Family:
Fabaceae
Toxins:
dicoumarol
Flower Color:
  • flower color
  • flower color
Found:
roadsides, waterways, fields, haybales, disturbed sites, wasteareas, roadsides, samd dune, prairie, desert, riparian areas

Time of Greatest Risk

JFMAMJJASOND

Geographical Distribution

Sweet clover distribution - United States

Related Species

Sweet Clover

Melilotus officinalis

Yellow Sweet Clover, Yellow Melilot, Ribbed Melilot
3/ 10
Sweet clover (Melilotus officinalis) is an annual or biennial, erect or decumbent herb with trifoliate leaves. During its first year of growth, it produces a single stem with several branches. In the second year, it increases the number of stems, grows and begins producing flowers and seeds. M. officinalis has course stems with 3-pinnate leaves and axillary flowers. Leaflets are small, pea-like clusters of yellow to white flowers which bloom April to October in North America. M. officinalis is indigenous to central Europe and north-west Asia. However, it has been introduced to temperate regions worldwide.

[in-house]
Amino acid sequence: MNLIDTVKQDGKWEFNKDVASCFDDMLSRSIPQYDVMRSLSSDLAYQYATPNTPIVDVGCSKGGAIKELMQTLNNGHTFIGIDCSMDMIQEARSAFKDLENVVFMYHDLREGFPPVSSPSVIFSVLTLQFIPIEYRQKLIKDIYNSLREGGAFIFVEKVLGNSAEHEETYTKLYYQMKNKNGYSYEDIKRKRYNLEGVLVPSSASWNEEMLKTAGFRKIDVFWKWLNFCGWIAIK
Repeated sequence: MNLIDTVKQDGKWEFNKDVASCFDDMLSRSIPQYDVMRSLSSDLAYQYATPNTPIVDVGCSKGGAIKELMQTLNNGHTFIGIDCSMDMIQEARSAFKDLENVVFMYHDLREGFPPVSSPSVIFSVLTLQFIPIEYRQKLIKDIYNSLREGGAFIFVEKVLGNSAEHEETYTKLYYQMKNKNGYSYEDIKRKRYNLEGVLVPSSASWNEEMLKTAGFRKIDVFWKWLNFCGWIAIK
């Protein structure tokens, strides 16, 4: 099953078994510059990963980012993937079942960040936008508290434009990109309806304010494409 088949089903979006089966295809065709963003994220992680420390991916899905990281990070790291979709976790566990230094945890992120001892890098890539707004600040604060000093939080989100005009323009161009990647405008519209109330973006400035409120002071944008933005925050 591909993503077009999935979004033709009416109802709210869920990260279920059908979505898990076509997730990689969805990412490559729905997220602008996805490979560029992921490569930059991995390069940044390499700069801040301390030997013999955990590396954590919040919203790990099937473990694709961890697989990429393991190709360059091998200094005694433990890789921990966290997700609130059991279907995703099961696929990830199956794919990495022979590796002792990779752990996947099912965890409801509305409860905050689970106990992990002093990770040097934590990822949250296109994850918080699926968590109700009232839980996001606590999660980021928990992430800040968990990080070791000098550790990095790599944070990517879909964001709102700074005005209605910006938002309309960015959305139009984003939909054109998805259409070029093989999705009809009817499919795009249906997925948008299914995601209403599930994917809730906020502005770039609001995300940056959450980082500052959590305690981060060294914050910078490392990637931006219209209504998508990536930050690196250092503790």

Toxic components
All parts of M. officinalis contain coumarin, which is able to convert to dicoumarin, the active principle in Warfarin, a powerful anticoagulant toxin, when the plant spoils or gets damaged. Poisoning causes similar symptoms as whats seen in cases of anticoagulant rodenticide poisoning.